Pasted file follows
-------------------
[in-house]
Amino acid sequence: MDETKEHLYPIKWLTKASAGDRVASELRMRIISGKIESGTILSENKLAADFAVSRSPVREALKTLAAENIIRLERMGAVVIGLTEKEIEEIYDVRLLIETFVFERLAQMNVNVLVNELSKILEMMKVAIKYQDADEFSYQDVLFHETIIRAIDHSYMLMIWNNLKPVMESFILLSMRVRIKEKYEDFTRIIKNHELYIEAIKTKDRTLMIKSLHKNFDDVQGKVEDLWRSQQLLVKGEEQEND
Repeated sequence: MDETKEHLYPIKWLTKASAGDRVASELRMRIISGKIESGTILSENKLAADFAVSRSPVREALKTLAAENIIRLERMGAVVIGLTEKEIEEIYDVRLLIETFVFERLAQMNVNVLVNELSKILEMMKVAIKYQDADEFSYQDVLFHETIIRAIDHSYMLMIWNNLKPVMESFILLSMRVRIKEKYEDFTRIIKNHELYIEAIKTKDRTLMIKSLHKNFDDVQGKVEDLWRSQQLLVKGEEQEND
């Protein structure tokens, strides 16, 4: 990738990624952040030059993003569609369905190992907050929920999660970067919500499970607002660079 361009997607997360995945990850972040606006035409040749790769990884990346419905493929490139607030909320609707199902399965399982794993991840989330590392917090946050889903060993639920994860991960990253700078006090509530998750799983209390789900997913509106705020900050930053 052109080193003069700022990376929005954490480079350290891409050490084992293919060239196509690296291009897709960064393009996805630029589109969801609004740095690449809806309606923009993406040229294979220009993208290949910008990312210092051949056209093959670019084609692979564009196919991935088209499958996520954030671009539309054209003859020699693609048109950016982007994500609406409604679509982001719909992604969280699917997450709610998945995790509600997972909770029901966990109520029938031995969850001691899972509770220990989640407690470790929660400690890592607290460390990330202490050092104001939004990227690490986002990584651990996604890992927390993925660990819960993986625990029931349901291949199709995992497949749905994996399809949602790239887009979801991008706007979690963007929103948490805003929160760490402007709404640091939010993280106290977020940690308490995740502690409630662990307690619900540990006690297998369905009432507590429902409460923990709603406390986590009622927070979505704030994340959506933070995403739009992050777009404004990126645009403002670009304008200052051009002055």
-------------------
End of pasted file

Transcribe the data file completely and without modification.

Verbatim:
[in-house]
Amino acid sequence: MDETKEHLYPIKWLTKASAGDRVASELRMRIISGKIESGTILSENKLAADFAVSRSPVREALKTLAAENIIRLERMGAVVIGLTEKEIEEIYDVRLLIETFVFERLAQMNVNVLVNELSKILEMMKVAIKYQDADEFSYQDVLFHETIIRAIDHSYMLMIWNNLKPVMESFILLSMRVRIKEKYEDFTRIIKNHELYIEAIKTKDRTLMIKSLHKNFDDVQGKVEDLWRSQQLLVKGEEQEND
Repeated sequence: MDETKEHLYPIKWLTKASAGDRVASELRMRIISGKIESGTILSENKLAADFAVSRSPVREALKTLAAENIIRLERMGAVVIGLTEKEIEEIYDVRLLIETFVFERLAQMNVNVLVNELSKILEMMKVAIKYQDADEFSYQDVLFHETIIRAIDHSYMLMIWNNLKPVMESFILLSMRVRIKEKYEDFTRIIKNHELYIEAIKTKDRTLMIKSLHKNFDDVQGKVEDLWRSQQLLVKGEEQEND
């Protein structure tokens, strides 16, 4: 990738990624952040030059993003569609369905190992907050929920999660970067919500499970607002660079 361009997607997360995945990850972040606006035409040749790769990884990346419905493929490139607030909320609707199902399965399982794993991840989330590392917090946050889903060993639920994860991960990253700078006090509530998750799983209390789900997913509106705020900050930053 052109080193003069700022990376929005954490480079350290891409050490084992293919060239196509690296291009897709960064393009996805630029589109969801609004740095690449809806309606923009993406040229294979220009993208290949910008990312210092051949056209093959670019084609692979564009196919991935088209499958996520954030671009539309054209003859020699693609048109950016982007994500609406409604679509982001719909992604969280699917997450709610998945995790509600997972909770029901966990109520029938031995969850001691899972509770220990989640407690470790929660400690890592607290460390990330202490050092104001939004990227690490986002990584651990996604890992927390993925660990819960993986625990029931349901291949199709995992497949749905994996399809949602790239887009979801991008706007979690963007929103948490805003929160760490402007709404640091939010993280106290977020940690308490995740502690409630662990307690619900540990006690297998369905009432507590429902409460923990709603406390986590009622927070979505704030994340959506933070995403739009992050777009404004990126645009403002670009304008200052051009002055």